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My best translation of the following sentence is

関心{かんしん}ももたらずに放{ほう}っておきました。 Without sufficient interest, it's been neglected.

My guess is that たらず can be written as 足らず (insufficient), but I'm not sure what the も in も足らず should be. I can't find ももたらず in my usual dictionaries. The closest I've come is from this site, but I didn't fully understand the explanation in Japanese:

http://kobun.weblio.jp/content/%E3%82%82%E3%82%82%E3%81%9F%E3%82%89%E3%81%9A

百に足りない数であるところから「八十{やそ}」「五十{いそ}」に、また「や」や「い」の音から「山田」「筏{いかだ}」などにかかる。

出典万葉集 三八一一

「ももたらず八十{やそ}の衢{ちまた}に」

[訳] たくさんの道が通じた交差点に。

出典万葉集 三二七六

「ももたらず山田の道を」

[訳] 山田の道を。

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    My best guess is that it's a typo of ももたずに, the second is ももたらさずに. Jan 3 '17 at 13:17
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I think You wrongly understand the original Japanese sentence.

wrong: "関心"+"ももたらず"+"に"

wrong: "関心百足らず" ???

correct: "関心"+"も"+"もたずに(持たずに)" menas "without interest"

< The original phrase is "ももたらず"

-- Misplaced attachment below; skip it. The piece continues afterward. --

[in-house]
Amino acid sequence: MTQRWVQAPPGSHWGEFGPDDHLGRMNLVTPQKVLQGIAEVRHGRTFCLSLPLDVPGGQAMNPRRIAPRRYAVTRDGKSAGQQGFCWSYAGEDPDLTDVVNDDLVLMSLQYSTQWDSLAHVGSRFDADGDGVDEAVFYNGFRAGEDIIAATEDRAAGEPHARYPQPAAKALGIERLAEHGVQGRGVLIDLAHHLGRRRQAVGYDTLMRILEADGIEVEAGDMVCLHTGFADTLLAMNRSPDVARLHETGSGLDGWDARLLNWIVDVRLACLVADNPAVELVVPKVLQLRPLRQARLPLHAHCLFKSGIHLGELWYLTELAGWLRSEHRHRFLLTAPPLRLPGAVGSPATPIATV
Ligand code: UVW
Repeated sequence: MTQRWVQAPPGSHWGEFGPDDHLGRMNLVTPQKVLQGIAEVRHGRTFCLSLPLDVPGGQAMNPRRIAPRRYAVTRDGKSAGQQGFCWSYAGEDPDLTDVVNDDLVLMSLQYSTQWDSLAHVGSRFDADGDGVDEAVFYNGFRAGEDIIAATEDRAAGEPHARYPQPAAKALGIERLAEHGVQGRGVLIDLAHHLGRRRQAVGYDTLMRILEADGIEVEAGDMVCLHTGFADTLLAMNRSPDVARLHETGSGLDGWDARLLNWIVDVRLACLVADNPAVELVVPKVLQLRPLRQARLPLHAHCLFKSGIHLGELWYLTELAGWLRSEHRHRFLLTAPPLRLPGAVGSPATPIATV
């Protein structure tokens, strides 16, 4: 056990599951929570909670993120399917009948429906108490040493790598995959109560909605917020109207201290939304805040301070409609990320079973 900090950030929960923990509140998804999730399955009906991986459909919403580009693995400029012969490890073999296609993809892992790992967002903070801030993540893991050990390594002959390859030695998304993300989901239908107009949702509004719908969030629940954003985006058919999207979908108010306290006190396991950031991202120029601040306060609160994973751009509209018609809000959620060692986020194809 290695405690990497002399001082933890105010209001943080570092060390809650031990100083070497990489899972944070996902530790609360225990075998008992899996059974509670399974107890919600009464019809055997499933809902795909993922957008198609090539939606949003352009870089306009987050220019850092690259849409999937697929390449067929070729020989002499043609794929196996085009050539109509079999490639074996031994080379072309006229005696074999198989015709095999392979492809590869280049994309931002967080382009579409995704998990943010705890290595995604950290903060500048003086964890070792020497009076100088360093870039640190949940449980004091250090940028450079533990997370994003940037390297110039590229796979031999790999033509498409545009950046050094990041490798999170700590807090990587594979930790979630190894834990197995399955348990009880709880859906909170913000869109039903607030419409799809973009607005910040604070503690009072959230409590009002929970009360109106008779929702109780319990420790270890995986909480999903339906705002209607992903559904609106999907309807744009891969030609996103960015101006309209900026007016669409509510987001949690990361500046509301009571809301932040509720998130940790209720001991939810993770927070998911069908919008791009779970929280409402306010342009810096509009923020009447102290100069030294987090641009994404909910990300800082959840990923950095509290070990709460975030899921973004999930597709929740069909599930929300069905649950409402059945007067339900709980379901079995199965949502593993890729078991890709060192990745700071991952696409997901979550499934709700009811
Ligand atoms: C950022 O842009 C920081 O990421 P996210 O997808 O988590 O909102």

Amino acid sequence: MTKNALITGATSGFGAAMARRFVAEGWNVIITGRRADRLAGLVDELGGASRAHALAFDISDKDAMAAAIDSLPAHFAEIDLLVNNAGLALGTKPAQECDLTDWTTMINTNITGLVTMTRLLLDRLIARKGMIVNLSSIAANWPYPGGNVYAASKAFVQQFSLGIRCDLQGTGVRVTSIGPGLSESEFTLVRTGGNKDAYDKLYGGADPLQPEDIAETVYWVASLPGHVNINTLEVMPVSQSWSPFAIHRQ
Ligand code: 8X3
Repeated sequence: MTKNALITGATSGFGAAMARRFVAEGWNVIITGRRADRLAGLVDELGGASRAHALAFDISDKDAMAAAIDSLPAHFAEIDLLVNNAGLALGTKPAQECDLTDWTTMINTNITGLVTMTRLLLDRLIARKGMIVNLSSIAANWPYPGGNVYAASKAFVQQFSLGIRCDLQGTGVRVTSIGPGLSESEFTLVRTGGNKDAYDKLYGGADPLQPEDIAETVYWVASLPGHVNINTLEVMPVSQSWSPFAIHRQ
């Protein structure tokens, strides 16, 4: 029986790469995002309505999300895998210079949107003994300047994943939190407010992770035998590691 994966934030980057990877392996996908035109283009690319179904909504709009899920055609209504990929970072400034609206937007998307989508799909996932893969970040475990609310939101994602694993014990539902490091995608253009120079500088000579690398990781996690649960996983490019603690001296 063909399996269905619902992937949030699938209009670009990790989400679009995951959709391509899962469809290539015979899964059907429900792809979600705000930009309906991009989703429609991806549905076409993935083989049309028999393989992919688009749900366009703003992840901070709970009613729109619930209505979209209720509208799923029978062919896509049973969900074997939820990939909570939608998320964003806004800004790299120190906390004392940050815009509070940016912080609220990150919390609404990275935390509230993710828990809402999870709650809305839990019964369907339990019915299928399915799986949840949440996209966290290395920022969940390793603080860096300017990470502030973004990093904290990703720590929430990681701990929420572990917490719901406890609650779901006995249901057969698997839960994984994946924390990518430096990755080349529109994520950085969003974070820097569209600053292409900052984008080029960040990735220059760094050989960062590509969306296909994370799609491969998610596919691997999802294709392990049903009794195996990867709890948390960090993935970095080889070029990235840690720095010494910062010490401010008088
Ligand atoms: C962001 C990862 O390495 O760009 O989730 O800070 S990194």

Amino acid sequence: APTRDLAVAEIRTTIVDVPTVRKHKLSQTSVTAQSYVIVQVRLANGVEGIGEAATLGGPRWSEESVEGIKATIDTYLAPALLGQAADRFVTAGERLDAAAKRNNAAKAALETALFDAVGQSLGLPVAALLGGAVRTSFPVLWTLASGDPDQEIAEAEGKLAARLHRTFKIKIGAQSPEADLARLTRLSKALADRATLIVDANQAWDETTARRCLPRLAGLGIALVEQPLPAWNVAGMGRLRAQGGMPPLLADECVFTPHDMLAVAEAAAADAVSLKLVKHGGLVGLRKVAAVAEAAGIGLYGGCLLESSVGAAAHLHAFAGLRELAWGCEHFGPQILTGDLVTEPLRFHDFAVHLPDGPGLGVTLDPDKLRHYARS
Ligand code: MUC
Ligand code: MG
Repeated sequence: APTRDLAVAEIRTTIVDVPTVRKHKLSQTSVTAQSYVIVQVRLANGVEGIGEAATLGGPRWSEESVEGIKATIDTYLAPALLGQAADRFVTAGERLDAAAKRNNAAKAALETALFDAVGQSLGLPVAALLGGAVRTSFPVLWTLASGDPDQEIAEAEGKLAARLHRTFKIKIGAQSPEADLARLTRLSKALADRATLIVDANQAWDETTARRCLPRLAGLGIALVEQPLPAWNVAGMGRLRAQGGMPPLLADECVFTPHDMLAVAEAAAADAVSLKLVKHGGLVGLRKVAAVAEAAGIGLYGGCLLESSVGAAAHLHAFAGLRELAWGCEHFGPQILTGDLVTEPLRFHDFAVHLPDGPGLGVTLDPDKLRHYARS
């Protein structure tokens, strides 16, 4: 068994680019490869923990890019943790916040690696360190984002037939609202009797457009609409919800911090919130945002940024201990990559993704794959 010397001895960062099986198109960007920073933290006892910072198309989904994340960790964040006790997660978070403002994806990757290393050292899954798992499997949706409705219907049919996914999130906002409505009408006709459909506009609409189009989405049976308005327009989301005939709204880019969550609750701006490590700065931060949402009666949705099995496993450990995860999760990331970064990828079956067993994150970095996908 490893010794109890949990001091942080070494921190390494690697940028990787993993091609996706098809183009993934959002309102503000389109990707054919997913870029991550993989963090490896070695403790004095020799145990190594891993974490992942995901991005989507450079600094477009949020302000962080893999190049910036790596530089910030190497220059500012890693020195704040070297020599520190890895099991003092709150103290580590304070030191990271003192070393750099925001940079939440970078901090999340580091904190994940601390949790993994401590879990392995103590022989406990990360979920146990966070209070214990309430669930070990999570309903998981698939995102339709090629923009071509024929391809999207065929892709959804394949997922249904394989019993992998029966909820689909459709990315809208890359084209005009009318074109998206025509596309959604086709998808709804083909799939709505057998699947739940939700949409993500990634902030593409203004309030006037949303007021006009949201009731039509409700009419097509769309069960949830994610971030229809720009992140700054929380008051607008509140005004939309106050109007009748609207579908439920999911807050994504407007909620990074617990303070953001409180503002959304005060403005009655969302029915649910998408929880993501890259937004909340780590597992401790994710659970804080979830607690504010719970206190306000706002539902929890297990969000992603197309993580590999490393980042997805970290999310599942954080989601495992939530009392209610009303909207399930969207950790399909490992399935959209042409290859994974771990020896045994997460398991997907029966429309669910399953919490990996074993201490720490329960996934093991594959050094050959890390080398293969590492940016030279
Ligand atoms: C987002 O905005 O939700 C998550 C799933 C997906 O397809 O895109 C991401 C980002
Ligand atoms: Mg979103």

"も(強調の「も」)"+"もたらず"

"もたらず" could be typo.

It should be "もたず". >

"も" of "関心ももたずに" is "強調の「も」."

つまり、"関心さえ持たずに"or"全く気にすることもなく"+"放っておきました"

"強調の「も」"examples: 「馬鹿でもわかる」「一言もしゃべらなかった」

"even the ignorant can understand", "kept absolutely quiet"

I've never heard "ももたらず(百足らず)" for my 61 years life as a Japanese native speaker.

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Put simply, the 「もも」in 「ももたらず」 means "One hundred" and the 「たらず」means 「足{た}りない」. 「百{ひゃく}」can be read as 「百{もも}」.

「八十{やそ}」or "Eighty" in English is less than 「百{もも}」"One hundred" hence the 「足{た}らず」in this saying.

EDIT: I should also state that this obviously just the literal translation of the words, not what the meaning of the whole saying is.

EDIT 2: I am not looking at the original statement, but this 「ももたらず八十の衢に」

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